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President Joe Biden’s Executive Order on Digital Assets, signed on March 9, has received wide acclaim in the crypto industry – many financial experts view this unified approach to crypto regulation as a long-awaited recognition and breakthrough since a long time.
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For example, Cameron Winklevoss – Chairman of Gemini – called “the first-ever whole-of-government approach to addressing the risks and harnessing the potential benefits of digital assets and their underlying technology” as a “watershed moment” via a LinkedIn post. Winklevoss’ message went on to suggest that Biden’s EO paves the way for thoughtful national crypto regulation – regulation that will allow builders to build ashore and ensure the US remains a leader in crypto. .
Many experts have noted that this is also a very welcome and positive development for Bitcoin. Brock Pierce, president of the Bitcoin Foundation, told GOBankingRates that the executive order will make investors’ Bitcoin safer “because the government recognizes that it needs to take a thoughtful and coordinated approach to embracing cryptocurrency innovation. and that it will not, and probably will not be able, to seize Bitcoin and other cryptocurrency assets.
“The executive order is very positive in that it showed an open-minded approach and a framework for government agencies to work with entrepreneurs, investors and other stakeholders in the cryptocurrency space to adopt it,” Pierce added.
A similar sentiment was also described in an NYDIG report, which said the order “puts to bed” the idea that the US government has a vested interest in banning Bitcoin and other digital assets.
Greg Cipolaro, global head of research at NYDIG, told GOBankingRates that the order “demonstrates the White House’s willingness to bring thoughtful and coordinated regulation to the asset class, which the industry has long sought. The administration recognizes that the industry is here to stay and can be a source of technical innovation in the United States given the right safeguards.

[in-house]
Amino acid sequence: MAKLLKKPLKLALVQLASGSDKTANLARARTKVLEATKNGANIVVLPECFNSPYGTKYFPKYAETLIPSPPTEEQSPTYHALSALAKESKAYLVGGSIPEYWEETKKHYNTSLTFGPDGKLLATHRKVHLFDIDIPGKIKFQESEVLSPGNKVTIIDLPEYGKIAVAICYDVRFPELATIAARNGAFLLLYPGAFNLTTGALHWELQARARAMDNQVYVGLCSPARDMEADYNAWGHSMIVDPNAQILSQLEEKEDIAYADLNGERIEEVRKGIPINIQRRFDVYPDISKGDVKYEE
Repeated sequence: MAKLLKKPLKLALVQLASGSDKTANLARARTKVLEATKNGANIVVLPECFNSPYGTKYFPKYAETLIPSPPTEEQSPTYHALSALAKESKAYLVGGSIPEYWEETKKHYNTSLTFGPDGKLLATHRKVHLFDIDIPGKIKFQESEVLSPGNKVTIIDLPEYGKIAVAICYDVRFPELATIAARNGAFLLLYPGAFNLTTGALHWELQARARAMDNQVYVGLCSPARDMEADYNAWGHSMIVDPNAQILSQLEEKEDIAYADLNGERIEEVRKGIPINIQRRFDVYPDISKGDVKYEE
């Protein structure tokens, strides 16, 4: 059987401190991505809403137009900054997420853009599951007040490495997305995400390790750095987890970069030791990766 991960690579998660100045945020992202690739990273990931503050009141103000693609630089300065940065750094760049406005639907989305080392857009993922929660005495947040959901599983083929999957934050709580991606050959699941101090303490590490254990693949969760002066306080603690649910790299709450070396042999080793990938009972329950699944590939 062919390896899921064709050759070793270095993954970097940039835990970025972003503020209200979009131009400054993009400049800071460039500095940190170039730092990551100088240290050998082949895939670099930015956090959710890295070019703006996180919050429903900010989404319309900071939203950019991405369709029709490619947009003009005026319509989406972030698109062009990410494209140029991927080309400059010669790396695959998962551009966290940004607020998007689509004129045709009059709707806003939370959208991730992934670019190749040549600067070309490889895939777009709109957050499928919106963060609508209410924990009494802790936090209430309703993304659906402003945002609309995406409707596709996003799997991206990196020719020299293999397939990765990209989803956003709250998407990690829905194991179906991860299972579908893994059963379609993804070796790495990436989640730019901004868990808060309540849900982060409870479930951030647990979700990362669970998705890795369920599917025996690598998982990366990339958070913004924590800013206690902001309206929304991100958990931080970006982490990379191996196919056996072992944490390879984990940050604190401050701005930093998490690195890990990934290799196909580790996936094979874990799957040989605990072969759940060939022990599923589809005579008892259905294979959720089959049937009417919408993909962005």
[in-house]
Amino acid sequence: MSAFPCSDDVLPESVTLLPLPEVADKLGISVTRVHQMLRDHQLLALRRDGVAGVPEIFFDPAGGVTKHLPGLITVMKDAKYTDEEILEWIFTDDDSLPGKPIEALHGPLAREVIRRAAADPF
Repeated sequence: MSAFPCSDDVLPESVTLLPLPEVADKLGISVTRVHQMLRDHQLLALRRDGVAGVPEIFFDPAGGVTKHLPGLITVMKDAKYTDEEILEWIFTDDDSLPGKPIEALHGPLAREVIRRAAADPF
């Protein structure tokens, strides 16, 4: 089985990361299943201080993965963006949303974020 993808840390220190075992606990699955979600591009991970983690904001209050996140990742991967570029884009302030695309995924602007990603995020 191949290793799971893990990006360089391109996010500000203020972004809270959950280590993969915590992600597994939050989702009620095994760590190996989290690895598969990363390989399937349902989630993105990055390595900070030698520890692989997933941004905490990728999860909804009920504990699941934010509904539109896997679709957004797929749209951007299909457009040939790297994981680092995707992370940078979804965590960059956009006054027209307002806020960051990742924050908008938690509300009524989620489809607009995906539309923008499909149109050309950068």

Another key point of the EO is its focus on the potential benefits of a US central bank (CBDC) digital currency. CBDCs have already been discussed by government officials, primarily in conjunction with the release by the Federal Reserve Board – in January – of its long-awaited discussion paper regarding the pros and cons of a CBDC. However, the guidelines for any CBDC have been vague so far, and the document has not promoted any policy outcome.
Biden’s latest EO, however, says “urgently place research and development of a potential CBDC in the United States, if issuance is deemed to be in the national interest,” according to a White House preview.
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Ari Redbord — a former Treasury Department senior adviser and now head of legal and governmental affairs at blockchain intelligence firm TRM Labs — told GOBankingRates that the wording of the executive order regarding a CBDC is interesting for a number of reasons.
“First, unlike the Fed’s January paper on CBDCs which has pros and cons, the order calls for ‘urgency.’ White House calling for movement,” Redbord said. “Perhaps the most extraordinary element of the order is that it frames discussion of the CBDC as a matter of national security and national interest calling on states United to lead the digital space race to ensure a global digital currency is consistent with democratic values. . It was a clear call to China and its Digital Yuan project.
Indeed, the order states that a U.S. CBDC interoperable with CBDCs issued by other monetary authorities could facilitate faster, lower-cost cross-border payments and potentially spur economic growth, support continued U.S. centrality to the within the international financial system, and help protect the unique role the dollar plays in global finance.
Linda Jeng – a visiting financial technology scholar, assistant professor of law at the Institute for International Economic Law at Georgetown University Law Center and lecturer at Duke Law School – told GOBankingRates that “we are finally catching up with other G20 countries in the development of a digital asset strategy.
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“I hope this is a first step towards a broader national data strategy that considers a privacy framework for consumer data rights when we use digital assets and CBDCs,” he said. she stated.
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